I'm just having a look now. The first thing that grabs me about their website is "The Problem" section. It states:
"Traditional lottery is broken: High fees, low transparency, rampant fraud, major social stigmas against players, and no support system for players who win, steal the dreams of people playing a game in the hopes of living a better life."
I didn't believe any of this. Traditionally lottery is run by a country's government. For the National Lottery in the UK 53% goes to winnings, and a further 25% go to good causes. This sort of assumes that the 12% going to the government does not flow on to good causes even though it goes reduce the potential tax burden through other avenues. Other countries would probably have similar returns.
As for "low transparency and rampant fraud" this is simply not true. Government and state run lotteries are publicly audited and heavily scrutinised. And the stigma associated with the lottery is a lot lower than nearly all other forms of gambling. So they didn't start off with a very honest market assessment there.
Then they chose not to put in what percentage of bet value is taken by the house, and what is distributed as prizes on their website. This is a huge red flag. This alone makes me recommend keeping clear of the ICO. Odds of winning are meaningless. The only number that matters is the percentage they take out. For example, if you bet $1 and had a 1:8 chance of winning $10, the house is taking 20% of the wins. They are great odds of winning, but not much of a prize. Add some zeros to the odds and the the same number of zeros to the prize and you get a better payout, but the house still takes the same percentage.
The next red flag is the fact that they don't say what percentage is given to charities, or name the charities. To me that looks either lazy or like lies. Either way it is a very bad sign. The whitepaper later states 10%.
Their whitepaper whitepaper puts the current lottery market at $300 billion. Then makes the outlandish claim that their potential market is $600 billion. When you consider how easy it is to buy a lottery ticket, compared to how confused the general public are about dealing in cryptocurrency, this figure is absurd.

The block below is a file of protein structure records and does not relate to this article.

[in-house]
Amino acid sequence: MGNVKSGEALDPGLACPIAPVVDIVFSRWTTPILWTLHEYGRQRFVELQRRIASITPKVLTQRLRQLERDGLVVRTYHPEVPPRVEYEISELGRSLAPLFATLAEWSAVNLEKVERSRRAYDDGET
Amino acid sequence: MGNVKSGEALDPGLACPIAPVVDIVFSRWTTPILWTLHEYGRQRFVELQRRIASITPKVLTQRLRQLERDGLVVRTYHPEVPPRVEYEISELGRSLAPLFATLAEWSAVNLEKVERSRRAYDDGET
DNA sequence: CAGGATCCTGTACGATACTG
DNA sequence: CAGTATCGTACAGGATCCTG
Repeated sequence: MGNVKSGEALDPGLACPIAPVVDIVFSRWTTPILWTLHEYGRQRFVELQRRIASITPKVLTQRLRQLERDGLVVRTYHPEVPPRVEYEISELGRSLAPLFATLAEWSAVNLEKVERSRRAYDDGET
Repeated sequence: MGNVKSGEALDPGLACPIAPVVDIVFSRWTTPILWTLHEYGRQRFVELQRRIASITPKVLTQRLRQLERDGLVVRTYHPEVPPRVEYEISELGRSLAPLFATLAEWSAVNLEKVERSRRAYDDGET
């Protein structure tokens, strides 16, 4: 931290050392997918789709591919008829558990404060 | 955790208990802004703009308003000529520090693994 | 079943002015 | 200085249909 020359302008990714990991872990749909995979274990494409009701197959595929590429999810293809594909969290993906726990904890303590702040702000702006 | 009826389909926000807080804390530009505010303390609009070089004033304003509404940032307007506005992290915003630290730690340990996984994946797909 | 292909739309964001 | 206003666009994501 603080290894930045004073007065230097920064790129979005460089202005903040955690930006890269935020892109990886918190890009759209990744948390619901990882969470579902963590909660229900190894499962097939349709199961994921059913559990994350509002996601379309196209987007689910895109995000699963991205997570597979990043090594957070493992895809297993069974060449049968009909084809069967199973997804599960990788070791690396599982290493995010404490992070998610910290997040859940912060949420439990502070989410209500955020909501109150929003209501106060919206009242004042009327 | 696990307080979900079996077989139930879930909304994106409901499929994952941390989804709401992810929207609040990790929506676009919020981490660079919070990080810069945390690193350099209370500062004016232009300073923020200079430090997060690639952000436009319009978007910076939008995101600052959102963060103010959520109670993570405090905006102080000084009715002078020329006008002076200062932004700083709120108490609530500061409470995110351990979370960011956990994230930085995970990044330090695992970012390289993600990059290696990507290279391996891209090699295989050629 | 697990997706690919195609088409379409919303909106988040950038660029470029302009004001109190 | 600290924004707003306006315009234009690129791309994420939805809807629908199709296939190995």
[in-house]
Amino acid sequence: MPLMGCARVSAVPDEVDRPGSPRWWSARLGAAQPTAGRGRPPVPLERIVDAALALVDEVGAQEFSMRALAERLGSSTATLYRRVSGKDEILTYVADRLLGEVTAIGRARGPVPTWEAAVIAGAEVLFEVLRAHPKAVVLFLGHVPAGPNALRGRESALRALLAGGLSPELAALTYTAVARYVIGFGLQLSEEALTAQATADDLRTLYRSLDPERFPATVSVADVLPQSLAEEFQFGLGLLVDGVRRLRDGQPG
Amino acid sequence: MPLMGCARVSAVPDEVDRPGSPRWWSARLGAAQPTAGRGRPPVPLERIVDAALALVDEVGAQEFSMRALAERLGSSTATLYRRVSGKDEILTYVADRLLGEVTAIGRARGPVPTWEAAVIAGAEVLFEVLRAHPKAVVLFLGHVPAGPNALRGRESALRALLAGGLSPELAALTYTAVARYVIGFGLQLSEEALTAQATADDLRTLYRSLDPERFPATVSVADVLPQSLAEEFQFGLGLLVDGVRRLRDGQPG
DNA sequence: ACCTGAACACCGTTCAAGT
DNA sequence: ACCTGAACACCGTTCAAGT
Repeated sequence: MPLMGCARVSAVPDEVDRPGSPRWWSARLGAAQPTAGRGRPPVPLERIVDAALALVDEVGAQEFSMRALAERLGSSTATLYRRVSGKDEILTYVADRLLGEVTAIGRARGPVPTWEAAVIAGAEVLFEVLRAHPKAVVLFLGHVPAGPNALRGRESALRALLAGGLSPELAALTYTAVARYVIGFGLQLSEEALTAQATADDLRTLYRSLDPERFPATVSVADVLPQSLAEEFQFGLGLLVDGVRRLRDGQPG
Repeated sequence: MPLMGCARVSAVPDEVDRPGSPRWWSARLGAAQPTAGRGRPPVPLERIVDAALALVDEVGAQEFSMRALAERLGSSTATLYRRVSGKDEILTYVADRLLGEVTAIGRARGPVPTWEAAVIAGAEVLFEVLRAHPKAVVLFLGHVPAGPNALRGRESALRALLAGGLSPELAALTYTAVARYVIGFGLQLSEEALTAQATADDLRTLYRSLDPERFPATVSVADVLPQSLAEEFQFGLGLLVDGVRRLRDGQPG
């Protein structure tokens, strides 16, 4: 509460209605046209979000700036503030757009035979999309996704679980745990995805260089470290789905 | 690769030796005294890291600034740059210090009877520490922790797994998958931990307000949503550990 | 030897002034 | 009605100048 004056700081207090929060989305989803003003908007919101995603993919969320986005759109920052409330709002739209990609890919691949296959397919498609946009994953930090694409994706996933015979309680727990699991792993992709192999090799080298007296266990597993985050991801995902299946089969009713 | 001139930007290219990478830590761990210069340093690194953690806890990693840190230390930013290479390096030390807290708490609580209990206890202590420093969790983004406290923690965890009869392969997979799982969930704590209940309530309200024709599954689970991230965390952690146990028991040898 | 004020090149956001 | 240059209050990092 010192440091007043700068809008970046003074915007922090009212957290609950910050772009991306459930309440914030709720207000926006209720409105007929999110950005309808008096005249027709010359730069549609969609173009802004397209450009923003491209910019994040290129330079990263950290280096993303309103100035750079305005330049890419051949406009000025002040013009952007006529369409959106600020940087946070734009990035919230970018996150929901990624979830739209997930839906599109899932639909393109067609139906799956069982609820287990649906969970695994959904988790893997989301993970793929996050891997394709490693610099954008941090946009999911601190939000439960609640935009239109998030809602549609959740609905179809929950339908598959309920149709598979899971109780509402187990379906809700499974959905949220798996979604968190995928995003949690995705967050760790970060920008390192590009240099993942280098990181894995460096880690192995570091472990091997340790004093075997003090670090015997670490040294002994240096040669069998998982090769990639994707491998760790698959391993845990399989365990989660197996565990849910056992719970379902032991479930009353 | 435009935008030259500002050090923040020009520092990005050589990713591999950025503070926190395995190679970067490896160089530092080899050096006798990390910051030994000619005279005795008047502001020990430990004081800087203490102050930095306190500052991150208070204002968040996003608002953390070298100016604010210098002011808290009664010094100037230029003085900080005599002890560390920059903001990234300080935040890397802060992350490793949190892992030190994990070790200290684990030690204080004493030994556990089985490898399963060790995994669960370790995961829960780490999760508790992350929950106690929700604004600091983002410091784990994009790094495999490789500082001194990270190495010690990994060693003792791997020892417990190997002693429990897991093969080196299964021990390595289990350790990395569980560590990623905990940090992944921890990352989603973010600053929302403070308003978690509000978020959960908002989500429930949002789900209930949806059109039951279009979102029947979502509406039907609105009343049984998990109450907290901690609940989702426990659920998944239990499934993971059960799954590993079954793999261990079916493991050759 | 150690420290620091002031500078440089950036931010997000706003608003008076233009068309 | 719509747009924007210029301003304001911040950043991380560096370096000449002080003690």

Then the whitepaper fails to shed further light on any of these issues as well as glossing over things like their code and their team. It is not clear if their code on github will run on the blockchain or if a lot of the calculations will be done off chain. But worse than all this is their claim that:
We have completely rethought how a lottery game can function. We have no
direct competitors in the space. "
From everything I can see, there has been no re-thinking the basic concept of lottery at all. They're just running it using different code, and un-stated portion of which might run on the blockchain. And as for no competition, the blockchain industry is full to bursting with online gambling projects. To not mention these is a major failure or dishonest.
Okay, I found the prize percentage:
After a player buys a ticket, the funds will be distributed as follows:
● 60% goes directly into the prize money
● 10% go into marketing
● 10% into global social causes
● 7.5% for fees & operations
● 10% for the token holder game
● 2.5% for referral awards
So they provide 70% back to the winners and good causes. UK lottery provides 78% back to winners and good causes. So this looks like a bad deal even for the gamblers. Again, run away.
Lastly, they intend to raise about US$24 million. Then spend US$11 million on the development team for something picks a random ticket holder and pays out to their account. I would not be investing in a company that throws money around like that.